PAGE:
Fish spas were all the rage at some point in time during the early 2000s. While the interest may have dwindled down in recent years, the whole experience of putting your feet into a tank of water and having fishes nibbling away the dead skin is still being offered at many tourist spots in South-East Asia. Natural exfoliation of dead skin, promoting blood circulation and stress relief are some of the supposed benefits of the fish spa.
I have personally not tried the fish spa and I believe some have benefited from the treatment. Unfortunately, a patient of mine who did a fish spa during his vacation with his family had a less than pleasant experience, and discovered issues with his health that would otherwise have gone undetected in the absence of an annual health check.
For a healthy individual, a trip to the fish spa would probably be quite a fun experience. But for my patient, the fish spa left him with multiple small wounds on his feet which he noticed only a couple of days later. The wounds did not heal as he expected them to be. On the contrary, his condition deteriorated quite quickly and the wounds became massively infected.
During our consultation, we identified two factors that were at play, resulting in such an undesirable situation.
Firstly, the fish spa did not use Garra rufa fish. Garra rufa is sometimes referred to as “doctor fish” as they nibble on and eat away dead skin, leaving newer skin exposed.
What the fish spa had in the fish tank was in fact the Chinese Chinchin, another species of fish that is often mislabeled as Garra rufa. Unlike the Garra rufa, the Chinese Chinchin grows teeth and can draw blood, and as a result they often inflict small wounds on the feet. In addition, as it is not possible to sanitize or disinfect the fishes and the tank between customers, bacteria on the bodies of the fishes can be transferred to the customers via the open wounds.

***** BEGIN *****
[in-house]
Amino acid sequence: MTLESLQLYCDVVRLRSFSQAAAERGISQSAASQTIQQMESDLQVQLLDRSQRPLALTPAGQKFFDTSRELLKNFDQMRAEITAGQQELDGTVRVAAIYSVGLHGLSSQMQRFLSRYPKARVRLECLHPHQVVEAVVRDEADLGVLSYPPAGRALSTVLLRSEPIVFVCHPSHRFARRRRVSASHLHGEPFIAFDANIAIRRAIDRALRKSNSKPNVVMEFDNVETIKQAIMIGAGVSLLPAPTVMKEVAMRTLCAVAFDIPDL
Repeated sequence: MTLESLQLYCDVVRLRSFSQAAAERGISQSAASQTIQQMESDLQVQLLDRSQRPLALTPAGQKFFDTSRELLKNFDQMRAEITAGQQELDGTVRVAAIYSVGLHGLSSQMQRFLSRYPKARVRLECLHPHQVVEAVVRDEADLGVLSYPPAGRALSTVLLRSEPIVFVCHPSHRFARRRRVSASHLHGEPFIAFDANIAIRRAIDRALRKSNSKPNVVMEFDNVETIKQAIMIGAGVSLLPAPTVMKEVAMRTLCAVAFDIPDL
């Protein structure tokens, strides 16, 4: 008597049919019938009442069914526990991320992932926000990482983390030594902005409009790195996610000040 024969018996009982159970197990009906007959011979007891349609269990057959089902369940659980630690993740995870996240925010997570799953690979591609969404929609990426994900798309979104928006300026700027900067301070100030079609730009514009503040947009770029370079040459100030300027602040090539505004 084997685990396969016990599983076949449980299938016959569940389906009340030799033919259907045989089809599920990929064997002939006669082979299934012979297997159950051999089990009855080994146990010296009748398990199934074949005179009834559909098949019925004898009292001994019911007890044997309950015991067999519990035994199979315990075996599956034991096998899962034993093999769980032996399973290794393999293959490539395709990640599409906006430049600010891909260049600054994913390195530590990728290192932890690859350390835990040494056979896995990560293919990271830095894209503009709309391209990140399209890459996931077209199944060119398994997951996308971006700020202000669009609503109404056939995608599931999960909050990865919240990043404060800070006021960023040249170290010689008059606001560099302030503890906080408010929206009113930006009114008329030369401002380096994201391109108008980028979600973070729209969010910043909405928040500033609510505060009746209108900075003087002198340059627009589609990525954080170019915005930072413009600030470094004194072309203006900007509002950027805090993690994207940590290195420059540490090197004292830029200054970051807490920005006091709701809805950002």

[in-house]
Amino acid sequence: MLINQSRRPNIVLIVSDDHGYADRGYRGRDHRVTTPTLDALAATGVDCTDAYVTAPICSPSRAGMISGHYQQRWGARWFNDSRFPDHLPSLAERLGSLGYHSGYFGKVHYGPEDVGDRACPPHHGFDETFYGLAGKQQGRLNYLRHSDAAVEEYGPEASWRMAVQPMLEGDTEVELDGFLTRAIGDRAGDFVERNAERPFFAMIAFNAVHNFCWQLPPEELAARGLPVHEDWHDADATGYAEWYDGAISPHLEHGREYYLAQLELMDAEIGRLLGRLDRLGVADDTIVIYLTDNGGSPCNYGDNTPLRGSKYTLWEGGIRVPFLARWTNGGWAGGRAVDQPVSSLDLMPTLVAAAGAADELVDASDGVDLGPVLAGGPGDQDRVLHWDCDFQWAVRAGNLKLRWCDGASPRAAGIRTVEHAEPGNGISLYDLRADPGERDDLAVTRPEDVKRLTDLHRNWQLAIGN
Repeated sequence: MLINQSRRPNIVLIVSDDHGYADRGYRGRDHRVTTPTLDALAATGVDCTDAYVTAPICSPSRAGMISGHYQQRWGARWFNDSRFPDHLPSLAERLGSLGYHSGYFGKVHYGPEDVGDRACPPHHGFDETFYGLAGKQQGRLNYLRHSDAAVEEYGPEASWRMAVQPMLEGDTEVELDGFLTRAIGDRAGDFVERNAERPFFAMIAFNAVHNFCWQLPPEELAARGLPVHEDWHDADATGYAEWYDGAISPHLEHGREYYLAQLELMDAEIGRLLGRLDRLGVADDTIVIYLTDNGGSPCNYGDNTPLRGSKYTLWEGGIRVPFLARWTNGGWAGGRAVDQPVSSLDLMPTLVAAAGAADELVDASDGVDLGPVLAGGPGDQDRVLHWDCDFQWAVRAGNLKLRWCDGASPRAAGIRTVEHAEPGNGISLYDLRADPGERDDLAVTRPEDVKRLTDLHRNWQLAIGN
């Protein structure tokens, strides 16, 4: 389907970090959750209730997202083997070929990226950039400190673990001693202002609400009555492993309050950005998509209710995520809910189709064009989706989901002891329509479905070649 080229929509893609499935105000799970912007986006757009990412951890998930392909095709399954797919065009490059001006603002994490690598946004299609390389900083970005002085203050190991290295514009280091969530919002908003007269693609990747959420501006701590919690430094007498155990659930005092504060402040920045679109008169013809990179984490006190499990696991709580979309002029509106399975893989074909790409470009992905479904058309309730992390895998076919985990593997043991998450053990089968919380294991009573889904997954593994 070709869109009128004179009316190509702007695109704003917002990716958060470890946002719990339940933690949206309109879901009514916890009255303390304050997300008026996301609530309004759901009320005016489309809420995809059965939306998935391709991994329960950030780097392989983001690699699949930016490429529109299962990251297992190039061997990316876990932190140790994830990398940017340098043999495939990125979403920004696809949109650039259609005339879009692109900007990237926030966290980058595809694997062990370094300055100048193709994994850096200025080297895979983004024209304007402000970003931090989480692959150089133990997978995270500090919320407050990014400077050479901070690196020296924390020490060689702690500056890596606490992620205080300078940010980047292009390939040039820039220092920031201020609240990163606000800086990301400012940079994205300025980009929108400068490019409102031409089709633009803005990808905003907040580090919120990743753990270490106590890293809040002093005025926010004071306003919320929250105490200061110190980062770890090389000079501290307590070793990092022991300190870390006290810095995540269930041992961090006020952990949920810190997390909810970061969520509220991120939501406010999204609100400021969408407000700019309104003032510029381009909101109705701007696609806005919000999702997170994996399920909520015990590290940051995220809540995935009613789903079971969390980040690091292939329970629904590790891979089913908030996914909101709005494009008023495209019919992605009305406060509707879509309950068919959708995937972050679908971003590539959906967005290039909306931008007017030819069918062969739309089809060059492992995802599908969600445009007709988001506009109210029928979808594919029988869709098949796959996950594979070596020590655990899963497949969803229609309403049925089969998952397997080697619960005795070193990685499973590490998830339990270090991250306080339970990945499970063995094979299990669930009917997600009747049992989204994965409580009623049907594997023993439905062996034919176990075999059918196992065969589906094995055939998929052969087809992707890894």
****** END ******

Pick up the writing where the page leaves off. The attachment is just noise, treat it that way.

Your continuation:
Secondly, the patient suffered from diabetes, a condition he was unaware of prior to this incident. Patients suffering from diabetes tend to have a slower recovery from wounds, especially at their legs and feet, due to poor blood circulation. They are also at a higher risk of getting infection from their wounds.
Thankfully, we managed to identify his existing condition. Hence, he was able to get treatment for both his diabetes and his wounds.
So what exactly are non healing wounds and how and when do you seek help?
What is a non-healing wound?
A non-healing wound is a wound that has not healed within the expected time frame. Generally, a wound should heal within two to four weeks, depending on the severity and location of the wound. If the wound does not heal within this time frame, it is considered a non-healing wound.
Non-healing wounds can occur for a variety of reasons, including poor circulation, infection, poor nutrition, and underlying health conditions such as diabetes.
Why do you get non-healing wounds?
There are many factors that can contribute to the development of non-healing wounds, but one of the most common causes is diabetes. Diabetes can lead to poor circulation, nerve damage, and a weakened immune system, all of which can contribute to the development of non-healing wounds.